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Old 05-09-2007, 08:08 AM   #1
mallikk_in
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daemon process


what is the use of daemon process and how to make it as foreground process?
waiting for your reply..............
 
Old 05-09-2007, 08:17 AM   #2
MensaWater
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Sounds suspiciously like a test question. You might want to do your own homework.
 
Old 05-09-2007, 08:49 AM   #3
mallikk_in
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In my interview they asked me.thats why iam asking pls help me.i tried but i couldn't able to find out.
 
Old 05-09-2007, 09:20 AM   #4
MensaWater
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A daemon is a background process that waits for work to do. Typically it LISTENs on a specific port and when it gets a request does whatever it is designed for.

Some examples:
sendmail = Waits for requests to do mail
sshd = Waits for ssh (user login/command) requests
nfsd = Waits for requests from remote hosts to allow filesystems to be mounted from local host to remote host.

xinetd (or inetd) = Specialized daemon that is configured to listen for other items that you don't want running as daemons of their own. Some daemons have low usage so there is no reason to eat up CPU by running them all the time. By having xinetd LISTEN for their ports it can be used to only start the daemon when it knows there is a request for it. An example would be ftpd. ftpd is designed for allowing remote users to connect and transfer files. There is no reason for ftpd to be running all the time on most servers so it would typically only be started via xinetd (or inetd).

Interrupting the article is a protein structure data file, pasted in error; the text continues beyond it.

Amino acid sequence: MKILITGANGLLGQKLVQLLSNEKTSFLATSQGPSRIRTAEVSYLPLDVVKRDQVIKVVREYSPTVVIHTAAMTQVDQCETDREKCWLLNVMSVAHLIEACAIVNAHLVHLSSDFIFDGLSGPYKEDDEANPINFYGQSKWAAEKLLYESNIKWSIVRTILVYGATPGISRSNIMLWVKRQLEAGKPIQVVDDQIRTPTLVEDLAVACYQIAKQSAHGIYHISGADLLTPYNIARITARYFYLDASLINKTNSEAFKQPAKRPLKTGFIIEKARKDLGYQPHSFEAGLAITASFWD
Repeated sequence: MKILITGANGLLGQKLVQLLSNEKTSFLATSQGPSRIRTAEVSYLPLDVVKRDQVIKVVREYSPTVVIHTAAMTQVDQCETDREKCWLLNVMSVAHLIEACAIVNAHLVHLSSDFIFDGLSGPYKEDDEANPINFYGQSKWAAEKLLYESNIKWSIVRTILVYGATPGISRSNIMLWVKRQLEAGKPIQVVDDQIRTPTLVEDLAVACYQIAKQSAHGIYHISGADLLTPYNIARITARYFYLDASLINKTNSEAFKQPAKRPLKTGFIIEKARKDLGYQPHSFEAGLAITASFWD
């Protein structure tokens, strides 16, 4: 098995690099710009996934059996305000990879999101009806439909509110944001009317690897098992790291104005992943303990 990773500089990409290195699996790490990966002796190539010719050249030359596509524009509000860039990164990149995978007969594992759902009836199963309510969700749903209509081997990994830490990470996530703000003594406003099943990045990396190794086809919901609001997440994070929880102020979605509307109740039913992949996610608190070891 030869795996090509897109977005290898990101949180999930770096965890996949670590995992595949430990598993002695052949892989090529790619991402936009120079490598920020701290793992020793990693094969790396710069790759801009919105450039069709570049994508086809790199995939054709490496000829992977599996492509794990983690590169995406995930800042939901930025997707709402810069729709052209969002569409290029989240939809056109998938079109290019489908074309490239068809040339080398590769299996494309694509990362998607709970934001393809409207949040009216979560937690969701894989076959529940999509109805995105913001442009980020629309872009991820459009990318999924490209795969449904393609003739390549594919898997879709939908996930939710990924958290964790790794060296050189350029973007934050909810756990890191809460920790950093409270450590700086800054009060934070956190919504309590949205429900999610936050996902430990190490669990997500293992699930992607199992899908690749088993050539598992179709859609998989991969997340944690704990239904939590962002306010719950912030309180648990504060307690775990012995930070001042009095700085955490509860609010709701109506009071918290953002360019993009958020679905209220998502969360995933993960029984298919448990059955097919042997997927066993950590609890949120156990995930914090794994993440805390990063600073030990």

Most daemons are started at your boot up by init scripts. If you didn't start it from terminal you can't really bring it into the foreground later. You can actually start things as daemons from the command line by backgrounding them. This is done by putting "&" at the end of the command line. Also for such backgrounded processes to stay running after you log out of the terminal you would have to use the "nohup" command at the start of the command line. If you did background a job at command line you can bring it back to the foreground by using fg.

The following commands will give you more information:
man bash
Look at "fg", "bg", background in that man page.

man nohup
 
Old 05-09-2007, 09:49 AM   #5
mallikk_in
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thankyou very much for your help.
 
  


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